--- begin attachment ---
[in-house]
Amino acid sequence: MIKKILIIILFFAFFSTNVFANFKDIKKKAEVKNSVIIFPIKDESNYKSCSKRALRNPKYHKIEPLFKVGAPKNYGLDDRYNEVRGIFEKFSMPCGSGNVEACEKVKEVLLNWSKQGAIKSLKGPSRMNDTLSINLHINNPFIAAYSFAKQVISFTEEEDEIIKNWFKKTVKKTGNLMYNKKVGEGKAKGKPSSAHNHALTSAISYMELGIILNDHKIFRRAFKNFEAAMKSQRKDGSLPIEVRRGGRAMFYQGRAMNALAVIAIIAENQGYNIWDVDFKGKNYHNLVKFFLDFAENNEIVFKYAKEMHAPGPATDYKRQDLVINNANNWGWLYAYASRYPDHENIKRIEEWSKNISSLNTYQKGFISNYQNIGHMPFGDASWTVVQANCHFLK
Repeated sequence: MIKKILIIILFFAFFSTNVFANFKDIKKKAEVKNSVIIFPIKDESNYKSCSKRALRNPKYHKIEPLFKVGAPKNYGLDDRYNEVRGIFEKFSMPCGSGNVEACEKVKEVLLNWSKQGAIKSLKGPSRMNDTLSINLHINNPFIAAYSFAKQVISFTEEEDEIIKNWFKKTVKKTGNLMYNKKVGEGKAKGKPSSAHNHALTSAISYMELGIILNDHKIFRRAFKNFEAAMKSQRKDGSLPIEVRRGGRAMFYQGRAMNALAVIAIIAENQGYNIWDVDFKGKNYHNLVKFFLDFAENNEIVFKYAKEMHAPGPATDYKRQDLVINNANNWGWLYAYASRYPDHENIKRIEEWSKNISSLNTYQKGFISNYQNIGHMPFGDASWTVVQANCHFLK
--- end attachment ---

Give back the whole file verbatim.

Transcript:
[in-house]
Amino acid sequence: MIKKILIIILFFAFFSTNVFANFKDIKKKAEVKNSVIIFPIKDESNYKSCSKRALRNPKYHKIEPLFKVGAPKNYGLDDRYNEVRGIFEKFSMPCGSGNVEACEKVKEVLLNWSKQGAIKSLKGPSRMNDTLSINLHINNPFIAAYSFAKQVISFTEEEDEIIKNWFKKTVKKTGNLMYNKKVGEGKAKGKPSSAHNHALTSAISYMELGIILNDHKIFRRAFKNFEAAMKSQRKDGSLPIEVRRGGRAMFYQGRAMNALAVIAIIAENQGYNIWDVDFKGKNYHNLVKFFLDFAENNEIVFKYAKEMHAPGPATDYKRQDLVINNANNWGWLYAYASRYPDHENIKRIEEWSKNISSLNTYQKGFISNYQNIGHMPFGDASWTVVQANCHFLK
Repeated sequence: MIKKILIIILFFAFFSTNVFANFKDIKKKAEVKNSVIIFPIKDESNYKSCSKRALRNPKYHKIEPLFKVGAPKNYGLDDRYNEVRGIFEKFSMPCGSGNVEACEKVKEVLLNWSKQGAIKSLKGPSRMNDTLSINLHINNPFIAAYSFAKQVISFTEEEDEIIKNWFKKTVKKTGNLMYNKKVGEGKAKGKPSSAHNHALTSAISYMELGIILNDHKIFRRAFKNFEAAMKSQRKDGSLPIEVRRGGRAMFYQGRAMNALAVIAIIAENQGYNIWDVDFKGKNYHNLVKFFLDFAENNEIVFKYAKEMHAPGPATDYKRQDLVINNANNWGWLYAYASRYPDHENIKRIEEWSKNISSLNTYQKGFISNYQNIGHMPFGDASWTVVQANCHFLK